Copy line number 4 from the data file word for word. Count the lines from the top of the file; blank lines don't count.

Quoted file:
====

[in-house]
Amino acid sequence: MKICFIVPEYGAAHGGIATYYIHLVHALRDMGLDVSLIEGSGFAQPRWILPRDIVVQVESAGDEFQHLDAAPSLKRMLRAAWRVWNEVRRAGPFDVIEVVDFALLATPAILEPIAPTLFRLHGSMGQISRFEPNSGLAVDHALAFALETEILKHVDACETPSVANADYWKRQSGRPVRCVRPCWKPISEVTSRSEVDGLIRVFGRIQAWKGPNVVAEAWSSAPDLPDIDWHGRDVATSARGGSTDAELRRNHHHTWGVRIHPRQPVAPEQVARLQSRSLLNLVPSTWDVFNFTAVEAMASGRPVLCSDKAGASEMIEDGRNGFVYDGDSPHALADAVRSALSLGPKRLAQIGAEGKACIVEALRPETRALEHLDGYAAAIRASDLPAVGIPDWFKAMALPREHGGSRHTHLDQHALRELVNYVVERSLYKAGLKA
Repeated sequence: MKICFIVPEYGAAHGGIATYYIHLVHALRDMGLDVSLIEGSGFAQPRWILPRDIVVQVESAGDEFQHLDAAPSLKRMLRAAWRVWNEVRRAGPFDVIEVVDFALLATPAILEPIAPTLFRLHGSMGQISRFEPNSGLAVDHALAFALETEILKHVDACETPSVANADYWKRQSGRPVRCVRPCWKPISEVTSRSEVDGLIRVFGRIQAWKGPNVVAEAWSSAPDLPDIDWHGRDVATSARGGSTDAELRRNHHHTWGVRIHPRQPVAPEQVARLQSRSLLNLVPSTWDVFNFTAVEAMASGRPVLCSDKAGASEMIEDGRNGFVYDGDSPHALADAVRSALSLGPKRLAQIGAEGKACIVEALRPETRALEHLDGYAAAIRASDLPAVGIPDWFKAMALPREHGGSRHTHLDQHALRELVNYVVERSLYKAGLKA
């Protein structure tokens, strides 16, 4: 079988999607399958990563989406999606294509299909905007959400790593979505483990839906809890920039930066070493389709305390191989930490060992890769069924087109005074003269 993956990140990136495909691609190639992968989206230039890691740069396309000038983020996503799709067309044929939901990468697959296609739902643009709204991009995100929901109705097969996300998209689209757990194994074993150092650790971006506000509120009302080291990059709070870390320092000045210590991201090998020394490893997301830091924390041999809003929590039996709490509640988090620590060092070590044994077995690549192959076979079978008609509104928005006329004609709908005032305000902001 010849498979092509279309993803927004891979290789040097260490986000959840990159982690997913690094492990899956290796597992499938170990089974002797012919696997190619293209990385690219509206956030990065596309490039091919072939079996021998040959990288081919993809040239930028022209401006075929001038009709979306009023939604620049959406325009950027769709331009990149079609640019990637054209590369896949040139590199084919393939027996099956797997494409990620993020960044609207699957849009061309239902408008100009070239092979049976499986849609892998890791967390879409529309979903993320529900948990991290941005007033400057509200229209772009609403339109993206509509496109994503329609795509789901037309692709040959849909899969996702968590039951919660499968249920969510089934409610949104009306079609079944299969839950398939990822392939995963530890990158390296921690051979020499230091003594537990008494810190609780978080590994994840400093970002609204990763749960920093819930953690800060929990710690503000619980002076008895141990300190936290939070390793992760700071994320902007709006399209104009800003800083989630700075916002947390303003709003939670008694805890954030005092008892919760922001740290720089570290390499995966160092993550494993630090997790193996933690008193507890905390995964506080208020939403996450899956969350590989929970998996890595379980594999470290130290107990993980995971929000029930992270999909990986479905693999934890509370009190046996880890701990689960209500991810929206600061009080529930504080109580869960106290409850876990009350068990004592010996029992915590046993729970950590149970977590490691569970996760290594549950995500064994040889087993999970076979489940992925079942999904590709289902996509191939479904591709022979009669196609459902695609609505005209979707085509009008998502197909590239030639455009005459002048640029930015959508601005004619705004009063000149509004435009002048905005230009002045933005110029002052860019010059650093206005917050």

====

């Protein structure tokens, strides 16, 4: 079988999607399958990563989406999606294509299909905007959400790593979505483990839906809890920039930066070493389709305390191989930490060992890769069924087109005074003269 993956990140990136495909691609190639992968989206230039890691740069396309000038983020996503799709067309044929939901990468697959296609739902643009709204991009995100929901109705097969996300998209689209757990194994074993150092650790971006506000509120009302080291990059709070870390320092000045210590991201090998020394490893997301830091924390041999809003929590039996709490509640988090620590060092070590044994077995690549192959076979079978008609509104928005006329004609709908005032305000902001 010849498979092509279309993803927004891979290789040097260490986000959840990159982690997913690094492990899956290796597992499938170990089974002797012919696997190619293209990385690219509206956030990065596309490039091919072939079996021998040959990288081919993809040239930028022209401006075929001038009709979306009023939604620049959406325009950027769709331009990149079609640019990637054209590369896949040139590199084919393939027996099956797997494409990620993020960044609207699957849009061309239902408008100009070239092979049976499986849609892998890791967390879409529309979903993320529900948990991290941005007033400057509200229209772009609403339109993206509509496109994503329609795509789901037309692709040959849909899969996702968590039951919660499968249920969510089934409610949104009306079609079944299969839950398939990822392939995963530890990158390296921690051979020499230091003594537990008494810190609780978080590994994840400093970002609204990763749960920093819930953690800060929990710690503000619980002076008895141990300190936290939070390793992760700071994320902007709006399209104009800003800083989630700075916002947390303003709003939670008694805890954030005092008892919760922001740290720089570290390499995966160092993550494993630090997790193996933690008193507890905390995964506080208020939403996450899956969350590989929970998996890595379980594999470290130290107990993980995971929000029930992270999909990986479905693999934890509370009190046996880890701990689960209500991810929206600061009080529930504080109580869960106290409850876990009350068990004592010996029992915590046993729970950590149970977590490691569970996760290594549950995500064994040889087993999970076979489940992925079942999904590709289902996509191939479904591709022979009669196609459902695609609505005209979707085509009008998502197909590239030639455009005459002048640029930015959508601005004619705004009063000149509004435009002048905005230009002045933005110029002052860019010059650093206005917050």